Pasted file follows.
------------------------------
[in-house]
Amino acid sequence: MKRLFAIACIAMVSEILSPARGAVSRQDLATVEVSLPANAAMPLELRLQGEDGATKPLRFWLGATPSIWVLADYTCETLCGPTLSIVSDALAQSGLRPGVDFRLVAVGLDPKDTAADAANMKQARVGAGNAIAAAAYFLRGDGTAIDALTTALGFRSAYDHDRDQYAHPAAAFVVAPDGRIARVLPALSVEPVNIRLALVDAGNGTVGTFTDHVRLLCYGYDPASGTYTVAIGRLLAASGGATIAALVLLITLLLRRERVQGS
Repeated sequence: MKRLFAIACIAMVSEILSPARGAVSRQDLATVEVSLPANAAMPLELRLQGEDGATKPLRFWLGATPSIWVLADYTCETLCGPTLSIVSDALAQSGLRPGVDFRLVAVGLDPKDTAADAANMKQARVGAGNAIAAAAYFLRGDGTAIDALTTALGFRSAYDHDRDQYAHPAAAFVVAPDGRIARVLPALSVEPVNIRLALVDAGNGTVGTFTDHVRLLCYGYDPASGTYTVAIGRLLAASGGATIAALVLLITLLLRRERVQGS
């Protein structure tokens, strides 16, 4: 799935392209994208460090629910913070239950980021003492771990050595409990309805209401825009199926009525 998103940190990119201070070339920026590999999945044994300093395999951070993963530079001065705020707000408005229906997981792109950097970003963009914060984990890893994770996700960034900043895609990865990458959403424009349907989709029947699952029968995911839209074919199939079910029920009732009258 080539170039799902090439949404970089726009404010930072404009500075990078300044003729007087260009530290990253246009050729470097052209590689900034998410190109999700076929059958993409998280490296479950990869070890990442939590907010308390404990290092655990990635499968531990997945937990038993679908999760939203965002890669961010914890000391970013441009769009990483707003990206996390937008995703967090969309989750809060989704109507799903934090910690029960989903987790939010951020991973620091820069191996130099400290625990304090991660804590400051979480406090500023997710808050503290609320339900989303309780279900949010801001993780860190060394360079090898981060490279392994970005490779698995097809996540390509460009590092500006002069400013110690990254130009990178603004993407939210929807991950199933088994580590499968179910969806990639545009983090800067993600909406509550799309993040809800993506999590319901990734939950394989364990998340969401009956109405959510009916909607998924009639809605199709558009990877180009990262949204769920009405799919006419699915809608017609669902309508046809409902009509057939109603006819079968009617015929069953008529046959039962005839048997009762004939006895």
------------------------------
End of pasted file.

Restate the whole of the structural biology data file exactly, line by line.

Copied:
[in-house]
Amino acid sequence: MKRLFAIACIAMVSEILSPARGAVSRQDLATVEVSLPANAAMPLELRLQGEDGATKPLRFWLGATPSIWVLADYTCETLCGPTLSIVSDALAQSGLRPGVDFRLVAVGLDPKDTAADAANMKQARVGAGNAIAAAAYFLRGDGTAIDALTTALGFRSAYDHDRDQYAHPAAAFVVAPDGRIARVLPALSVEPVNIRLALVDAGNGTVGTFTDHVRLLCYGYDPASGTYTVAIGRLLAASGGATIAALVLLITLLLRRERVQGS
Repeated sequence: MKRLFAIACIAMVSEILSPARGAVSRQDLATVEVSLPANAAMPLELRLQGEDGATKPLRFWLGATPSIWVLADYTCETLCGPTLSIVSDALAQSGLRPGVDFRLVAVGLDPKDTAADAANMKQARVGAGNAIAAAAYFLRGDGTAIDALTTALGFRSAYDHDRDQYAHPAAAFVVAPDGRIARVLPALSVEPVNIRLALVDAGNGTVGTFTDHVRLLCYGYDPASGTYTVAIGRLLAASGGATIAALVLLITLLLRRERVQGS
């Protein structure tokens, strides 16, 4: 799935392209994208460090629910913070239950980021003492771990050595409990309805209401825009199926009525 998103940190990119201070070339920026590999999945044994300093395999951070993963530079001065705020707000408005229906997981792109950097970003963009914060984990890893994770996700960034900043895609990865990458959403424009349907989709029947699952029968995911839209074919199939079910029920009732009258 080539170039799902090439949404970089726009404010930072404009500075990078300044003729007087260009530290990253246009050729470097052209590689900034998410190109999700076929059958993409998280490296479950990869070890990442939590907010308390404990290092655990990635499968531990997945937990038993679908999760939203965002890669961010914890000391970013441009769009990483707003990206996390937008995703967090969309989750809060989704109507799903934090910690029960989903987790939010951020991973620091820069191996130099400290625990304090991660804590400051979480406090500023997710808050503290609320339900989303309780279900949010801001993780860190060394360079090898981060490279392994970005490779698995097809996540390509460009590092500006002069400013110690990254130009990178603004993407939210929807991950199933088994580590499968179910969806990639545009983090800067993600909406509550799309993040809800993506999590319901990734939950394989364990998340969401009956109405959510009916909607998924009639809605199709558009990877180009990262949204769920009405799919006419699915809608017609669902309508046809409902009509057939109603006819079968009617015929069953008529046959039962005839048997009762004939006895």